Gould in conversation with McClure

Cribs 2015.10.01 13:00

"I think people go to concerts because it kindles memories. And they want to do that simply because in kindling those memories they feel it in some way they've got a proximity with music—they haven't of course, it's total self-deception. And most people who go to concerts are certainly not musicians and care very little about music, I think."

On why he hums: Which is euphemized by McClure as "vocal accompaniment."

"It's very difficult. And it's one of those centipedal[sic] questions, you know. Schoenberg once said that he would not willingly be asked by any of his composition students exactly why such and such process served him well because it was in danger of making him feel like that centipede was asked in which order he moved its hundred legs and afterwards he could move no legs at all. There's something impotent-making about that question. I'm rather afraid of it.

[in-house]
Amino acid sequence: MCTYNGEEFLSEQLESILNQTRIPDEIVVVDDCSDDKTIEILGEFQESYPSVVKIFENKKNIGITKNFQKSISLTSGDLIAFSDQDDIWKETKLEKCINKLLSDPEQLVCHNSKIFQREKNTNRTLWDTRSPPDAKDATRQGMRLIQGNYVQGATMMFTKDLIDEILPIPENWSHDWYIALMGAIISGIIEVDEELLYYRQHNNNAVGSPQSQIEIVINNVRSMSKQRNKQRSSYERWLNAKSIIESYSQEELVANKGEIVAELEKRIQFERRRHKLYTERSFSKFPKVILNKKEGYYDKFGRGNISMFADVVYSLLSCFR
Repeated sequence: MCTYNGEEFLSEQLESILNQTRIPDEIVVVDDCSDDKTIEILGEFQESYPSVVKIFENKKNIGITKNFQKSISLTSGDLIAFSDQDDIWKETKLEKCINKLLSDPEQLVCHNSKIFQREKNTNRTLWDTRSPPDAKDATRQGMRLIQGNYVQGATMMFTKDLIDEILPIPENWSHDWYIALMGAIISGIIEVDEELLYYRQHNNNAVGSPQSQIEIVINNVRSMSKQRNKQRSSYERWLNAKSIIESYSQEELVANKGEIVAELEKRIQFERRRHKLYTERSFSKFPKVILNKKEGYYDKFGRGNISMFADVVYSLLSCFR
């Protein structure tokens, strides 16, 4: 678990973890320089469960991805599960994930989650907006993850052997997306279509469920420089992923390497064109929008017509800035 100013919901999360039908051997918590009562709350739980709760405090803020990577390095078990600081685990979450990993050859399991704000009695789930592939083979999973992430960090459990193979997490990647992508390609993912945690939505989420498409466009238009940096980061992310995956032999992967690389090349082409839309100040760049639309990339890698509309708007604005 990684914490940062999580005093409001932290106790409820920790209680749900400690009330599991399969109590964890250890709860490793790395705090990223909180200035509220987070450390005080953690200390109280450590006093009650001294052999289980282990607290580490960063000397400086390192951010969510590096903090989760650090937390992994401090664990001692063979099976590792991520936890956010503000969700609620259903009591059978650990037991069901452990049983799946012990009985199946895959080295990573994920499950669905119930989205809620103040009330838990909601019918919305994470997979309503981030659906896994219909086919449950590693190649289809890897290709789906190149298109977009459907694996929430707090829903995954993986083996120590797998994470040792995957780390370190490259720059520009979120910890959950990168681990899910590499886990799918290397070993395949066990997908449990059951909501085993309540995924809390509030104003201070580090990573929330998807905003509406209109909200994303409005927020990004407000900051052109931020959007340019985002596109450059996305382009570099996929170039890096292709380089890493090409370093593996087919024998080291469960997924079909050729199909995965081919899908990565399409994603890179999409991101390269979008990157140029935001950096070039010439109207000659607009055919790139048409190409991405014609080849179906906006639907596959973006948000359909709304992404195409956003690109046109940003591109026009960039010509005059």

[. . .]

I can't do without it—I would if I could—it's a terrible distraction. I don't like it. I would resent any artist whose records I bought indulging himself that way and I don't see why anyone puts up with it. We do the best we can, we put as many baffles around the piano as we can. I can only say I play very much less well if I don't indulge in a few vocal elaborations."

On his tempi: Is this sort of a perverse desire to do something different from what everyone else has done?

"It certainly is perverse. I think that if there's any excuse at all for making a recording it's to do it differently, to approach the work from a totally recreative point of view that one is going to perform this particular work as it has never been heard before. And if one can't quite do that I would say abandon it; forget about it; run to something else where you can feel a bit differently about it."

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